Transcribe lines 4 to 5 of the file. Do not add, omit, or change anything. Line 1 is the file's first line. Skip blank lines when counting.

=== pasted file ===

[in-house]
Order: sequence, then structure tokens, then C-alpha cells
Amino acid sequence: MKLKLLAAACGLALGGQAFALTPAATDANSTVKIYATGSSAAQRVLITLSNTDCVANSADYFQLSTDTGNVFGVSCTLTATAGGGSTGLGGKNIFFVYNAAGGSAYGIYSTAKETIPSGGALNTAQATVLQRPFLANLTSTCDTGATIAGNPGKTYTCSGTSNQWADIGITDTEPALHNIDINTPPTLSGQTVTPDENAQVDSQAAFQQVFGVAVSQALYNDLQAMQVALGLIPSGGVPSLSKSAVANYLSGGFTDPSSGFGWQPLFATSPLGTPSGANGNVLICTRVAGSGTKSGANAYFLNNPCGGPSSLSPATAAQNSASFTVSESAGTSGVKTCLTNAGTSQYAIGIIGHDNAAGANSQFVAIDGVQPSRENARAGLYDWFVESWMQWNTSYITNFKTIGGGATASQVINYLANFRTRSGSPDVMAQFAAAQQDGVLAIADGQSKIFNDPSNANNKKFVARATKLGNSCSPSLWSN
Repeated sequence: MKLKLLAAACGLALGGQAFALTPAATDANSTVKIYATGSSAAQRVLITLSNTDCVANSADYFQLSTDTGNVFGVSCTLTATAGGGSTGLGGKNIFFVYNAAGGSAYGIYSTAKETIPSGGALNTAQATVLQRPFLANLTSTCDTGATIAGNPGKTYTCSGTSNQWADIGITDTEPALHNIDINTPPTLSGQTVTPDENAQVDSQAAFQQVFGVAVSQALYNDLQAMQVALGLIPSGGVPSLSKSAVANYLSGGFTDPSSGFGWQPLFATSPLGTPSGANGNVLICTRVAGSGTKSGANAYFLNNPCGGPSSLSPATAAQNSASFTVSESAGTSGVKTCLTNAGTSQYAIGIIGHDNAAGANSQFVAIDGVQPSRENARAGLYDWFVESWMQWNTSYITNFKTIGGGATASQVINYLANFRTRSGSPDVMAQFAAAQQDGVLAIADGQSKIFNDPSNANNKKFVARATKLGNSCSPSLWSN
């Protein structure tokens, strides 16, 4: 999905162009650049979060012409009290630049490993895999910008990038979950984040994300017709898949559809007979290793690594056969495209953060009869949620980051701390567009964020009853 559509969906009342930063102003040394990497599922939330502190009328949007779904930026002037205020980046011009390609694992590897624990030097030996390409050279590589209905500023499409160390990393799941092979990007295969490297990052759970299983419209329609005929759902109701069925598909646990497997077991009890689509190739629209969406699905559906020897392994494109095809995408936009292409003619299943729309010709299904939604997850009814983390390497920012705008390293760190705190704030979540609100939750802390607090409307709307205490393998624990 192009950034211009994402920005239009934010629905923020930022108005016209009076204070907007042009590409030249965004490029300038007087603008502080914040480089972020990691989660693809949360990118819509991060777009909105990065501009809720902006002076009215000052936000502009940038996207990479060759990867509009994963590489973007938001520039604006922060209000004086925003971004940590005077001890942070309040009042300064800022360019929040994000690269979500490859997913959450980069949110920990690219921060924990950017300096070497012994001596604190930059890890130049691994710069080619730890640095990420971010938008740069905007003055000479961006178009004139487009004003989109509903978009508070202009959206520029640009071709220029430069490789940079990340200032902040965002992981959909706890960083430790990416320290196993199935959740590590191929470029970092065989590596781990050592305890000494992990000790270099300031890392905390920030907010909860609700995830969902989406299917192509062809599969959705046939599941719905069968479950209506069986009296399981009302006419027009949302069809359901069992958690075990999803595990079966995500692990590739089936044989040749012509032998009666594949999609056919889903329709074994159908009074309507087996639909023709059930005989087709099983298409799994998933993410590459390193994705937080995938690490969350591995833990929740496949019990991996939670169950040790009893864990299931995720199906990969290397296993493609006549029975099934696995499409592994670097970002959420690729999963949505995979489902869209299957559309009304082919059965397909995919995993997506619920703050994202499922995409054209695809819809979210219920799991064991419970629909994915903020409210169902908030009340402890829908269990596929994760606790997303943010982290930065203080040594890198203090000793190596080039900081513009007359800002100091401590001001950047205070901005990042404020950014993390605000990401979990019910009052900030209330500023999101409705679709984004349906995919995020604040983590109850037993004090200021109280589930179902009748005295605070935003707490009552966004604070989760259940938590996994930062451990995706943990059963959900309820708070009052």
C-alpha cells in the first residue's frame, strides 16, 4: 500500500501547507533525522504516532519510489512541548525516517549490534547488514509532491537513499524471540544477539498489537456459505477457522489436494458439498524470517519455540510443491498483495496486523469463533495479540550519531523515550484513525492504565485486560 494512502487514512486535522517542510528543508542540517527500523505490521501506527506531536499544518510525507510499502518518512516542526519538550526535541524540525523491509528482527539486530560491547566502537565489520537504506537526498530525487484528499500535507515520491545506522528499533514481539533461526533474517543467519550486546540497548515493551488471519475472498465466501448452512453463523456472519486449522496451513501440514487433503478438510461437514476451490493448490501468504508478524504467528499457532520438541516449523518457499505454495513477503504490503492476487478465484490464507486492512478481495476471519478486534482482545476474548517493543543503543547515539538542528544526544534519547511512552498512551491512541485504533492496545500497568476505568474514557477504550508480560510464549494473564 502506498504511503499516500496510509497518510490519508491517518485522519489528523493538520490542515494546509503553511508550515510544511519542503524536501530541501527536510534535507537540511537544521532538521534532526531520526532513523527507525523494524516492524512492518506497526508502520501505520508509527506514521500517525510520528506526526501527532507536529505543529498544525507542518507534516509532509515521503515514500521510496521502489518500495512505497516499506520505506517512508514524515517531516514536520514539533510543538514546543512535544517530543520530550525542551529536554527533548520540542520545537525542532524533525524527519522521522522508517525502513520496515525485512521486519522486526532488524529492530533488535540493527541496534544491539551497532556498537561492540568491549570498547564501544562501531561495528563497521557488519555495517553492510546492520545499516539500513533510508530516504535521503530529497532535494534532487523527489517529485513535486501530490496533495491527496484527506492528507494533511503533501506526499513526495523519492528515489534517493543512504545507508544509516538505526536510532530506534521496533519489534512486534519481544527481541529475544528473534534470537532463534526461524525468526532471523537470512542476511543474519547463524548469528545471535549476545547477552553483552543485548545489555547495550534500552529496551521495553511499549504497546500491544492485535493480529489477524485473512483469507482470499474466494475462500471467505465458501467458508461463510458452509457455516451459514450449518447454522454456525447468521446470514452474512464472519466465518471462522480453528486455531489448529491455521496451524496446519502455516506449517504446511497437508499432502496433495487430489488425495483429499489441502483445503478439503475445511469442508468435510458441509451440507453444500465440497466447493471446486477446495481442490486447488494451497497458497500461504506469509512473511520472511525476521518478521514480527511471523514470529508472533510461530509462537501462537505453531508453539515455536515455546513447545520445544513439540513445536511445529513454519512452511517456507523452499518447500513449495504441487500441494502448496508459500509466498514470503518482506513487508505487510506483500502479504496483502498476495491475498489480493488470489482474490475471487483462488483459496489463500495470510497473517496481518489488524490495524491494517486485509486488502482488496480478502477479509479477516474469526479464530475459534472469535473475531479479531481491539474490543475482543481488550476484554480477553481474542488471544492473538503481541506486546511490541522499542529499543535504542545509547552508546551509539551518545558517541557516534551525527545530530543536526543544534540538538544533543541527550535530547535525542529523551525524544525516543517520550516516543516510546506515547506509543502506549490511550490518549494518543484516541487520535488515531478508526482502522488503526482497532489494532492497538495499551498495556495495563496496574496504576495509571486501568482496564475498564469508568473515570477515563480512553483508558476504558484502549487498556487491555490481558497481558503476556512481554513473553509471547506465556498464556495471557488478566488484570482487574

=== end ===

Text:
Repeated sequence: MKLKLLAAACGLALGGQAFALTPAATDANSTVKIYATGSSAAQRVLITLSNTDCVANSADYFQLSTDTGNVFGVSCTLTATAGGGSTGLGGKNIFFVYNAAGGSAYGIYSTAKETIPSGGALNTAQATVLQRPFLANLTSTCDTGATIAGNPGKTYTCSGTSNQWADIGITDTEPALHNIDINTPPTLSGQTVTPDENAQVDSQAAFQQVFGVAVSQALYNDLQAMQVALGLIPSGGVPSLSKSAVANYLSGGFTDPSSGFGWQPLFATSPLGTPSGANGNVLICTRVAGSGTKSGANAYFLNNPCGGPSSLSPATAAQNSASFTVSESAGTSGVKTCLTNAGTSQYAIGIIGHDNAAGANSQFVAIDGVQPSRENARAGLYDWFVESWMQWNTSYITNFKTIGGGATASQVINYLANFRTRSGSPDVMAQFAAAQQDGVLAIADGQSKIFNDPSNANNKKFVARATKLGNSCSPSLWSN
């Protein structure tokens, strides 16, 4: 999905162009650049979060012409009290630049490993895999910008990038979950984040994300017709898949559809007979290793690594056969495209953060009869949620980051701390567009964020009853 559509969906009342930063102003040394990497599922939330502190009328949007779904930026002037205020980046011009390609694992590897624990030097030996390409050279590589209905500023499409160390990393799941092979990007295969490297990052759970299983419209329609005929759902109701069925598909646990497997077991009890689509190739629209969406699905559906020897392994494109095809995408936009292409003619299943729309010709299904939604997850009814983390390497920012705008390293760190705190704030979540609100939750802390607090409307709307205490393998624990 192009950034211009994402920005239009934010629905923020930022108005016209009076204070907007042009590409030249965004490029300038007087603008502080914040480089972020990691989660693809949360990118819509991060777009909105990065501009809720902006002076009215000052936000502009940038996207990479060759990867509009994963590489973007938001520039604006922060209000004086925003971004940590005077001890942070309040009042300064800022360019929040994000690269979500490859997913959450980069949110920990690219921060924990950017300096070497012994001596604190930059890890130049691994710069080619730890640095990420971010938008740069905007003055000479961006178009004139487009004003989109509903978009508070202009959206520029640009071709220029430069490789940079990340200032902040965002992981959909706890960083430790990416320290196993199935959740590590191929470029970092065989590596781990050592305890000494992990000790270099300031890392905390920030907010909860609700995830969902989406299917192509062809599969959705046939599941719905069968479950209506069986009296399981009302006419027009949302069809359901069992958690075990999803595990079966995500692990590739089936044989040749012509032998009666594949999609056919889903329709074994159908009074309507087996639909023709059930005989087709099983298409799994998933993410590459390193994705937080995938690490969350591995833990929740496949019990991996939670169950040790009893864990299931995720199906990969290397296993493609006549029975099934696995499409592994670097970002959420690729999963949505995979489902869209299957559309009304082919059965397909995919995993997506619920703050994202499922995409054209695809819809979210219920799991064991419970629909994915903020409210169902908030009340402890829908269990596929994760606790997303943010982290930065203080040594890198203090000793190596080039900081513009007359800002100091401590001001950047205070901005990042404020950014993390605000990401979990019910009052900030209330500023999101409705679709984004349906995919995020604040983590109850037993004090200021109280589930179902009748005295605070935003707490009552966004604070989760259940938590996994930062451990995706943990059963959900309820708070009052």